Am I now screwed?

I’ll be very honest here:  car sales so far has not been the answer to pulling out of the effects of being unemployed for almost a year.  If you’re on a base, hourly wage plus commission basis, as I’ve been … well, let’s just say that at some auto dealerships, even when you sell a brand new $28,000 vehicle with less than 10 miles on the odometer (like I did the very first day that I was “set loose” to try and sell), the gross because of the low markup can be so low that it’s shocking, and the sales rep can get the short end of the stick.

So, I’m still searching nationwide for a computer programming job that more closely fits my training and experience, one that could go much farther toward helping us get back on our feet.

Employment Exhibition
Employment Exhibition (Photo credit: Modern_Language_Center)

With that in mind, I can tell you that I went through a targeted, nationwide job search today that included going through a major national technical recruiting firm.  I found a job in Cedar Rapids, Iowa, that was a damn near perfect fit for my skills.  Most times, these online job searches result in little more than submitting an online application and hoping that a tech recruiter responds.  That happened with me just yesterday on another job in North Carolina, getting a response about two hours after I applied online.

The job in Cedar Rapids was different.  It actually gave a phone number and a name to contact the tech recruiter, and I gave him a call to see if the job was still open.

Strike one against me was the fact that I live quite a distance away from Iowa, and the company looking for a programmer/analyst is looking for local people.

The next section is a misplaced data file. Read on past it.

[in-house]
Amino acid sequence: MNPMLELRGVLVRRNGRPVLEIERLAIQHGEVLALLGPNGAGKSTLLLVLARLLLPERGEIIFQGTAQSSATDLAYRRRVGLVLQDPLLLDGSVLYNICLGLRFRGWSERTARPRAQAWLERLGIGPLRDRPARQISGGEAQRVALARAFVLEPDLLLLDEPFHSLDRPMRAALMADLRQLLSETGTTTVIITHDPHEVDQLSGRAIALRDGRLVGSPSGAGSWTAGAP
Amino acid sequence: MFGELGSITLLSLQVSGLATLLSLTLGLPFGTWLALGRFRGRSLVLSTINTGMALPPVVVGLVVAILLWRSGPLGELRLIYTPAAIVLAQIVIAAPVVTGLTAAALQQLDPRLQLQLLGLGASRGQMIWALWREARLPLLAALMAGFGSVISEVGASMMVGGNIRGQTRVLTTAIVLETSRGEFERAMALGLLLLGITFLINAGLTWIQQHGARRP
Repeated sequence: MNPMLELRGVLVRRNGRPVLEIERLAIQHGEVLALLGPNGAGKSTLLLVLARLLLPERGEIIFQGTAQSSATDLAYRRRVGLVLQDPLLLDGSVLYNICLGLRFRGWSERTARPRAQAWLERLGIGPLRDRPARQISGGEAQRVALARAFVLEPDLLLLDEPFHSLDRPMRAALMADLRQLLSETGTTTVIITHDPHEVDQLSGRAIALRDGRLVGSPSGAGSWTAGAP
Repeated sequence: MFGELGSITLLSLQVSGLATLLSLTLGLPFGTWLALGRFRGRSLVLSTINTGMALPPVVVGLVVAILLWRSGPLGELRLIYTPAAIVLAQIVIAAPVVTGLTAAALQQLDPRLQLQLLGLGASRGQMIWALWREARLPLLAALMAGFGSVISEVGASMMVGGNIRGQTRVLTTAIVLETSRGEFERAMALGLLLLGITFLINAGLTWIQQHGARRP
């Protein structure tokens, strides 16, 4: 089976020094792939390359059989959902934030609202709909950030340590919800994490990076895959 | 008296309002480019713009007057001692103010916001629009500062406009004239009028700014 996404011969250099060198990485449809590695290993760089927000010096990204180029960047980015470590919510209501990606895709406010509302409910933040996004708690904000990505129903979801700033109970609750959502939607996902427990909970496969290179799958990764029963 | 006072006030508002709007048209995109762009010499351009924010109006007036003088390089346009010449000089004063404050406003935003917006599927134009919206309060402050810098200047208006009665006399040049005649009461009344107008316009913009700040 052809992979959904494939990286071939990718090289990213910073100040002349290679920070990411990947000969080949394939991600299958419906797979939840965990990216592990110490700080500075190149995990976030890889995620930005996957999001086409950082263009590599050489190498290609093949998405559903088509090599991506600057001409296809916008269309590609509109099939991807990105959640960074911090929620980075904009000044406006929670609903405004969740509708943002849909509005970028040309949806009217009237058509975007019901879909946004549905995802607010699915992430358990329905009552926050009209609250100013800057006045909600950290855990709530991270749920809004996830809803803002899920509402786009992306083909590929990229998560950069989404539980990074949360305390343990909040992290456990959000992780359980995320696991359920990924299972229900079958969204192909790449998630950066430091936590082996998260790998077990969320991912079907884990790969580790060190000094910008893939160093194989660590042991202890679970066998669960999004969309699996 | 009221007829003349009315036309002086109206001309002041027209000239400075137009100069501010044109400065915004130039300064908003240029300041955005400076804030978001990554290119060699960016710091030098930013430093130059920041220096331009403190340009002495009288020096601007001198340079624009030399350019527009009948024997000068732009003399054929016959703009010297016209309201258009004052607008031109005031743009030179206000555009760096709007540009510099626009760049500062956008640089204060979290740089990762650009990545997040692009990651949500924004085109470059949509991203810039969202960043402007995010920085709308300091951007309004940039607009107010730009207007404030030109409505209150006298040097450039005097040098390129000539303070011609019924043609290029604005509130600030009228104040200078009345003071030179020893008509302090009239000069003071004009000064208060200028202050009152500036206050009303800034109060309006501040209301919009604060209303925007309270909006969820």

Strike two was a bit of a shocker to me.  The question was asked if I was currently employed as a programmer.  I had to answer that I was not.

The recruiter then informed me that the employer was specifically NOT looking at anyone who is not currently working in the field.  Only programmers currently working as programmers need apply.

The recruiter continued:  “The employer wants people whose skills are sharp.”  Now, unless I’m mistaken, there haven’t been huge changes in the past year when it comes to writing mainframe computer code, and there’s really only one way to spell “JCL” — that’s some mainframe programmer’s humor.

He also went on to say that the employer for this particular job was in no hurry to fill the open position, and they were just waiting for the right currently employed person before hiring.

It felt like I’d just been kicked in a very bad place.

Is this a new thing?  No, it’s been going on longer than I’ve been unemployed.  Even in the time I’d be making the hour-long commute to my last programming job, I’d started hearing about the long-term unemployed being denied so much as a small chance at finding jobs by some employers who’d go so far as to blatantly advertise “unemployed people need not apply” in job listings.

Is it fair?  Many people would answer “No.”  Is it legal?  At this point, yeah, it is.

It sucks.  And I’m feeling screwed.

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